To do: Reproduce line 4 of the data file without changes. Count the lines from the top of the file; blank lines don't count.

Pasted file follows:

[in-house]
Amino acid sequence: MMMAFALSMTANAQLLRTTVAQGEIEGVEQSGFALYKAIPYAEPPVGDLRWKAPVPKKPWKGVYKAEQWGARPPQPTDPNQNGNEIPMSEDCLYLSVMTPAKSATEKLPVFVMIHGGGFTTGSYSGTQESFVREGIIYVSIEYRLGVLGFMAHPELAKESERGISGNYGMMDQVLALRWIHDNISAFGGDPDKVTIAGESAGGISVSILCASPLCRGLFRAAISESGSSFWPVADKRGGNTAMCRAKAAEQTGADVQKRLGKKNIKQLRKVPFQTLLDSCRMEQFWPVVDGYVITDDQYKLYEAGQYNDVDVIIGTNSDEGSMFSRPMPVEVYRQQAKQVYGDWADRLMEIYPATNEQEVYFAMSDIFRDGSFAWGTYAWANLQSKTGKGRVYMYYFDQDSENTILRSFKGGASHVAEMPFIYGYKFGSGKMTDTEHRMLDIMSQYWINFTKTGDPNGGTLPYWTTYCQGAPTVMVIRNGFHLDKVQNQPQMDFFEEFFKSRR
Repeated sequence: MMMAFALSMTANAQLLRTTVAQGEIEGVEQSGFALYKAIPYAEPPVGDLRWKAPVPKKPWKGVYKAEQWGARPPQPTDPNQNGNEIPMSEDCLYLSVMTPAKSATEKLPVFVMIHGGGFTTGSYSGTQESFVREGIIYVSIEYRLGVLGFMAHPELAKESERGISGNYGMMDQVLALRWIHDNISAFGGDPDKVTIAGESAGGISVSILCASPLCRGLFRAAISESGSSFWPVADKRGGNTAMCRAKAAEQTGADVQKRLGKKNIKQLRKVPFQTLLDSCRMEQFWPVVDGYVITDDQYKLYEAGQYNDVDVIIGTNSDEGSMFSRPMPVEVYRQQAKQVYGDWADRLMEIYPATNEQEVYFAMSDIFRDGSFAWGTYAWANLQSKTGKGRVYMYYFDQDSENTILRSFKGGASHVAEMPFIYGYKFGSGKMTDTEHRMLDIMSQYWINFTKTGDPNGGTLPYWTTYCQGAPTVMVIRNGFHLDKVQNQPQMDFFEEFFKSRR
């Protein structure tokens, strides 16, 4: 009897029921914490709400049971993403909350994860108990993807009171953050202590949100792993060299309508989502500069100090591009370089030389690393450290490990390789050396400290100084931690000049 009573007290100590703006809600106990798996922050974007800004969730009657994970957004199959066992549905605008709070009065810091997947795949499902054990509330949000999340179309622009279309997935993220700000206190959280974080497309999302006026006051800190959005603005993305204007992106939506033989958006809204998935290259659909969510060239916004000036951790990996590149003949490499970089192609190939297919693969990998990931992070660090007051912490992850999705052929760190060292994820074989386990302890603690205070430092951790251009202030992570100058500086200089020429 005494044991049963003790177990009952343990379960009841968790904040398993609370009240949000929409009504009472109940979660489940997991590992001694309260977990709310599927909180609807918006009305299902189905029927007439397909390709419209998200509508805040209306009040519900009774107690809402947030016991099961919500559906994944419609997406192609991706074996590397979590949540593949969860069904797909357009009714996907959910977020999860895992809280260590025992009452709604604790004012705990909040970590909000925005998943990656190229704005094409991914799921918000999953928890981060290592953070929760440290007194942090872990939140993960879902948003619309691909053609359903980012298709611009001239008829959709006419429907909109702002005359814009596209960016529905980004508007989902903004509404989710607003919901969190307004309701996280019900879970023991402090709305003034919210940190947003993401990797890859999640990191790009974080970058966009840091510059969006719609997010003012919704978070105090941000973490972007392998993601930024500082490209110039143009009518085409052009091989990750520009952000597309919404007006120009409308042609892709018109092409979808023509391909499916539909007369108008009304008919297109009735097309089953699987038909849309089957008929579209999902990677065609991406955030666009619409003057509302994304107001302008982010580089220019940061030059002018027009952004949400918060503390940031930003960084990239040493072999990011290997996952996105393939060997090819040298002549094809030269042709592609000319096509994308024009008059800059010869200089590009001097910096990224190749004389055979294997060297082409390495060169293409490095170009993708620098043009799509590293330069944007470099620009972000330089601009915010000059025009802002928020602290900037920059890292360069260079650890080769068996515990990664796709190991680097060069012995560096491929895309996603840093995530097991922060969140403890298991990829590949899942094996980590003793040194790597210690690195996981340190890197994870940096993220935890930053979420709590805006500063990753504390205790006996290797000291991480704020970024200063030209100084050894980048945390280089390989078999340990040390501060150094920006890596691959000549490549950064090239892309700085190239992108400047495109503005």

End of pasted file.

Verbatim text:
């Protein structure tokens, strides 16, 4: 009897029921914490709400049971993403909350994860108990993807009171953050202590949100792993060299309508989502500069100090591009370089030389690393450290490990390789050396400290100084931690000049 009573007290100590703006809600106990798996922050974007800004969730009657994970957004199959066992549905605008709070009065810091997947795949499902054990509330949000999340179309622009279309997935993220700000206190959280974080497309999302006026006051800190959005603005993305204007992106939506033989958006809204998935290259659909969510060239916004000036951790990996590149003949490499970089192609190939297919693969990998990931992070660090007051912490992850999705052929760190060292994820074989386990302890603690205070430092951790251009202030992570100058500086200089020429 005494044991049963003790177990009952343990379960009841968790904040398993609370009240949000929409009504009472109940979660489940997991590992001694309260977990709310599927909180609807918006009305299902189905029927007439397909390709419209998200509508805040209306009040519900009774107690809402947030016991099961919500559906994944419609997406192609991706074996590397979590949540593949969860069904797909357009009714996907959910977020999860895992809280260590025992009452709604604790004012705990909040970590909000925005998943990656190229704005094409991914799921918000999953928890981060290592953070929760440290007194942090872990939140993960879902948003619309691909053609359903980012298709611009001239008829959709006419429907909109702002005359814009596209960016529905980004508007989902903004509404989710607003919901969190307004309701996280019900879970023991402090709305003034919210940190947003993401990797890859999640990191790009974080970058966009840091510059969006719609997010003012919704978070105090941000973490972007392998993601930024500082490209110039143009009518085409052009091989990750520009952000597309919404007006120009409308042609892709018109092409979808023509391909499916539909007369108008009304008919297109009735097309089953699987038909849309089957008929579209999902990677065609991406955030666009619409003057509302994304107001302008982010580089220019940061030059002018027009952004949400918060503390940031930003960084990239040493072999990011290997996952996105393939060997090819040298002549094809030269042709592609000319096509994308024009008059800059010869200089590009001097910096990224190749004389055979294997060297082409390495060169293409490095170009993708620098043009799509590293330069944007470099620009972000330089601009915010000059025009802002928020602290900037920059890292360069260079650890080769068996515990990664796709190991680097060069012995560096491929895309996603840093995530097991922060969140403890298991990829590949899942094996980590003793040194790597210690690195996981340190890197994870940096993220935890930053979420709590805006500063990753504390205790006996290797000291991480704020970024200063030209100084050894980048945390280089390989078999340990040390501060150094920006890596691959000549490549950064090239892309700085190239992108400047495109503005």